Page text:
FCC Auctions Hit $19B
The most desirable "beachfront" spectrum -- an eight-license, nationwide C band offering -- has now raised more in bids for the individual licenses than as a package, even though earlier bidding suggested it would sell as a package. An applicant that wants the continental C package will need to put up a bid of nearly $5 billion to secure as a whole it next round.
As the bidding runs to 40 rounds, the intensity is ratcheting down. Bidders, however, continue to fill out capacity requirements by adding on smaller licenses, generally in the E band.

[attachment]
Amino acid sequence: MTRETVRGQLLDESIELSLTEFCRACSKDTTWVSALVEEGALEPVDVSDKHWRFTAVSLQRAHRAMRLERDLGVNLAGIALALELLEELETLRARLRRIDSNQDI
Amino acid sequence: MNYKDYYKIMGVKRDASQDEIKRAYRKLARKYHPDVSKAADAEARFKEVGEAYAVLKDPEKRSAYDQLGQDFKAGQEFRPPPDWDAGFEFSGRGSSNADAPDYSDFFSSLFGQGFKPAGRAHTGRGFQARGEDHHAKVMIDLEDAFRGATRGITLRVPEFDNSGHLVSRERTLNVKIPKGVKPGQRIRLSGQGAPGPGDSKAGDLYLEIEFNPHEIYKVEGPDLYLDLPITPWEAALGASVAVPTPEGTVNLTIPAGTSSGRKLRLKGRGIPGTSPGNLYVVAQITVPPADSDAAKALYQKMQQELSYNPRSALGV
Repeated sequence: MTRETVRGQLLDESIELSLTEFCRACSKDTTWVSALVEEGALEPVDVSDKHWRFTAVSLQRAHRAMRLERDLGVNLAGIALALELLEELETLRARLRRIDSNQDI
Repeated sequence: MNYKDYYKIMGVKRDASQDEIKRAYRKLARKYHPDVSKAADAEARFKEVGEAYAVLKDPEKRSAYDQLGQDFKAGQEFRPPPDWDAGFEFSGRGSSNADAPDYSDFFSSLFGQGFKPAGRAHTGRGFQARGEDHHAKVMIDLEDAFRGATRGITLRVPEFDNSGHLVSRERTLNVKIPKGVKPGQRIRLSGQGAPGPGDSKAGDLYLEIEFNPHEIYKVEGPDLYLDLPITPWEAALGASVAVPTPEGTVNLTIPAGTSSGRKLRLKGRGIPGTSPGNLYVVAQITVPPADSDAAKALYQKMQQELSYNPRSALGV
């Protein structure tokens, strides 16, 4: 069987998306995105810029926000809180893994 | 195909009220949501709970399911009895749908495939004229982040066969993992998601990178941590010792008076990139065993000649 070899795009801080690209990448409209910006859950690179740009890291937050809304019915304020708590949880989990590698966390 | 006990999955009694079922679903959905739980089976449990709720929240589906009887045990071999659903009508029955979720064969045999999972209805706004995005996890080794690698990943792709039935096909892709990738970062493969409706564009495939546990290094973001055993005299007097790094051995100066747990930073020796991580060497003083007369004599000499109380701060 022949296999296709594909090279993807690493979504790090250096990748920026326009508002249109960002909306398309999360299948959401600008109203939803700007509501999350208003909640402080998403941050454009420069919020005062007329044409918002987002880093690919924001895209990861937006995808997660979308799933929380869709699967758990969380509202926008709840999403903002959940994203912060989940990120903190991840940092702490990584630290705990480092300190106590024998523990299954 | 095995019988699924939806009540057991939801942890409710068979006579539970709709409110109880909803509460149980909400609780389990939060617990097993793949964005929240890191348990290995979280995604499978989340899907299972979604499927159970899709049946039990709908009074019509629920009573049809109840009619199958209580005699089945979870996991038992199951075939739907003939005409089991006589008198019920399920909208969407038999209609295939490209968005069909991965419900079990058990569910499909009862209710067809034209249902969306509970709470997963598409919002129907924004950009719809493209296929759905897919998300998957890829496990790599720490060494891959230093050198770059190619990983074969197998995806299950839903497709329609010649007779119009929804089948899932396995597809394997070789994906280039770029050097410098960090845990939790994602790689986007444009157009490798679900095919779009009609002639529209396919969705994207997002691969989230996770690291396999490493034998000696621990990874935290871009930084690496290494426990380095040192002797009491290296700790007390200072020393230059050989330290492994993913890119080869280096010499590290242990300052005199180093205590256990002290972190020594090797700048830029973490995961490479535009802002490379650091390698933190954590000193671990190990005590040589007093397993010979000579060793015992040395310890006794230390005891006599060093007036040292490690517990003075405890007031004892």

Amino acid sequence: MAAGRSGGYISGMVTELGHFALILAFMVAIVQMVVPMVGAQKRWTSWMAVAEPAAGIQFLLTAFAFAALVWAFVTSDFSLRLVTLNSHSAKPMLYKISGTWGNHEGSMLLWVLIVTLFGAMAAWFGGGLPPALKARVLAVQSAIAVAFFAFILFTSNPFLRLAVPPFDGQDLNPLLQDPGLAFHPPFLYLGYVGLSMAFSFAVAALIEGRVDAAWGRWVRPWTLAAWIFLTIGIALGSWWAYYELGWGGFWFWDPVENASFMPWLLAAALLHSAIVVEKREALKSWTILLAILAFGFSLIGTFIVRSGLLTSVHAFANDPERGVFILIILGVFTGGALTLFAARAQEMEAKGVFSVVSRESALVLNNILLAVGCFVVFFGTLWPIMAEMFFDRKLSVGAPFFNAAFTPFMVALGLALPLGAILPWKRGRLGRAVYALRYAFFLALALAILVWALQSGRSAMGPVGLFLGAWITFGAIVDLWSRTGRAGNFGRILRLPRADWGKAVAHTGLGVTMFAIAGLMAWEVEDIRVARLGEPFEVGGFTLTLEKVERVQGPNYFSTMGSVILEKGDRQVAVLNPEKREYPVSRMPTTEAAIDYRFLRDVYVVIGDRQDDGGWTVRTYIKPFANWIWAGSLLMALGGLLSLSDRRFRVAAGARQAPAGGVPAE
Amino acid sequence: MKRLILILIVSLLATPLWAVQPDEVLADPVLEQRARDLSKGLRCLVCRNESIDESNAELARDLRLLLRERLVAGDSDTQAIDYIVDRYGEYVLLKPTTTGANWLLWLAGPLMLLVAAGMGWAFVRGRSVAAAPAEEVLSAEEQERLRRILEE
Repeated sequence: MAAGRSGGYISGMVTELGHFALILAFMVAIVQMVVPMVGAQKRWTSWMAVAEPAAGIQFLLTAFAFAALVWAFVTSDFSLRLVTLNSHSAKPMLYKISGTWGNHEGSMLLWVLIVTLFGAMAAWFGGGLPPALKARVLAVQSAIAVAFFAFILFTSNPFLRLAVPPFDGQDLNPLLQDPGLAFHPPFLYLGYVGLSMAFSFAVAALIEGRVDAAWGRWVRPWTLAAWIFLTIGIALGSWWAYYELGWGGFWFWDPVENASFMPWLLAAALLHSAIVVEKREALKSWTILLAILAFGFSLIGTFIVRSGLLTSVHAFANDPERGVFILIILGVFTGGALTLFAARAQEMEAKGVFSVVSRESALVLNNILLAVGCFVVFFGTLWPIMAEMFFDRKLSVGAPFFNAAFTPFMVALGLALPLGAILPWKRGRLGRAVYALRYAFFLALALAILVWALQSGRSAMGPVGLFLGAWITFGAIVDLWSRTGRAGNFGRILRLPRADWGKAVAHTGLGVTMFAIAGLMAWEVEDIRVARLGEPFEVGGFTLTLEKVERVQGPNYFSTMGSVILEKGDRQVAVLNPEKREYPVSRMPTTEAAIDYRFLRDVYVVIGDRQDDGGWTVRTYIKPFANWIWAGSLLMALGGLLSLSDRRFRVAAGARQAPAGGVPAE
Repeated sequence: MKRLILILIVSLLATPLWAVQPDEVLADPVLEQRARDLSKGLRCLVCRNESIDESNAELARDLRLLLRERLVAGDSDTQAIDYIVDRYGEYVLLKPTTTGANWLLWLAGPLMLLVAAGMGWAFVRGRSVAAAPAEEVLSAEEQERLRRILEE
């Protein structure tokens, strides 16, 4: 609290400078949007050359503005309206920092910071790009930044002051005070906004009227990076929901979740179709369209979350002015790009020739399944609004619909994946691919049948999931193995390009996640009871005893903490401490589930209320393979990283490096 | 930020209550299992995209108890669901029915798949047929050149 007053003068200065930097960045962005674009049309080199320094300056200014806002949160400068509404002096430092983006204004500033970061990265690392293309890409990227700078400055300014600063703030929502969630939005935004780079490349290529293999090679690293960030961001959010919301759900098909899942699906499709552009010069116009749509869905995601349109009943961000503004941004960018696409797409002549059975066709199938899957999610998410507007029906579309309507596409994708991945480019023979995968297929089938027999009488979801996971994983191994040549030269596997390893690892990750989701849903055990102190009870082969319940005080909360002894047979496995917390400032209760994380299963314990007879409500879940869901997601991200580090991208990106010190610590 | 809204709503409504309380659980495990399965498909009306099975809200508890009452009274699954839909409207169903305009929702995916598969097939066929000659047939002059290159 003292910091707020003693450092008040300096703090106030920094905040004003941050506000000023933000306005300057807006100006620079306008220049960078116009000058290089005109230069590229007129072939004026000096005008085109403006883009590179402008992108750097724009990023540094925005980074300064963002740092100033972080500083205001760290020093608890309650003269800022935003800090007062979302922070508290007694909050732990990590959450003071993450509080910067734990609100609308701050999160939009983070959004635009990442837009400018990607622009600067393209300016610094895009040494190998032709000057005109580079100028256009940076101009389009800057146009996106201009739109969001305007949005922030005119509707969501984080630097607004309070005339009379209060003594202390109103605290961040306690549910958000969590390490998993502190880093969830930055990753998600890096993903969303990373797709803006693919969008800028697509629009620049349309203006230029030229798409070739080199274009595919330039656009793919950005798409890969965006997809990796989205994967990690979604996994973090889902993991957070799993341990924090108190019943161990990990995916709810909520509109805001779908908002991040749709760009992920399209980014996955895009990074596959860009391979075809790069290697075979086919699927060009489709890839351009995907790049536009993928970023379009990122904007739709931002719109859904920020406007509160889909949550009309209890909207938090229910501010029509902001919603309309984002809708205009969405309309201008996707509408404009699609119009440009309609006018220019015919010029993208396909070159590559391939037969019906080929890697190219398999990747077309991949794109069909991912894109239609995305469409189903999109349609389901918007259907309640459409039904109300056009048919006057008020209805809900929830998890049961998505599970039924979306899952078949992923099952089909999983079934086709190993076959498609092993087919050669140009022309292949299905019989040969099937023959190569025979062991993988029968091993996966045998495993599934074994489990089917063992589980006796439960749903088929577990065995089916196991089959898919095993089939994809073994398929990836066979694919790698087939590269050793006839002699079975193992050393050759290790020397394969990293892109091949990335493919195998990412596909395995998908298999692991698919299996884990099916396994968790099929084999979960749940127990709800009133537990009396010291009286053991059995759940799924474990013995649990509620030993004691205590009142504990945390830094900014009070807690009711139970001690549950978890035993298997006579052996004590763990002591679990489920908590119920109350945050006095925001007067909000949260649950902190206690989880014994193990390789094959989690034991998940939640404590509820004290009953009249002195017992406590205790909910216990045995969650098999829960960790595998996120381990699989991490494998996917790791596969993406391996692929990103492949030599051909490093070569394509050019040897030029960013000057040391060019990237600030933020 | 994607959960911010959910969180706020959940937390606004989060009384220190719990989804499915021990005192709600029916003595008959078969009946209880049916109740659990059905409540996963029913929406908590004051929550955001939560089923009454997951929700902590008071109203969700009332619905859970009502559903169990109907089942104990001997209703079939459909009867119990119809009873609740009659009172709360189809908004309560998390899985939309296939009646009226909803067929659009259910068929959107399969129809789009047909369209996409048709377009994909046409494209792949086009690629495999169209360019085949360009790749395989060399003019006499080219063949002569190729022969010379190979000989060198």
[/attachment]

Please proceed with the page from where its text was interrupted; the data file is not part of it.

The pattern of bidding on the E licenses does suggest local and national carriers bidding for extra capacity. Examples include the continued small bids on the Burlington, Vt., E band and the $21 million for the Boston-Worchester E band. The FCC, however, won't reveal the names of the bidders until after the auction is closed.
Even the FCC had been worried that the state of the economy could have an affect on the auction, with chairman Kevin Martin suggesting as much before the auctions started. This has turned out be far from the case, however. (See The 700 MHz Race .)
The only real disappointment for the FCC is the failure of the nationwide D block, which was intended for public safety applications, to take off. This hasn't shifted since an original bid of $472 million for the band.
— Dan Jones, Site Editor, Unstrung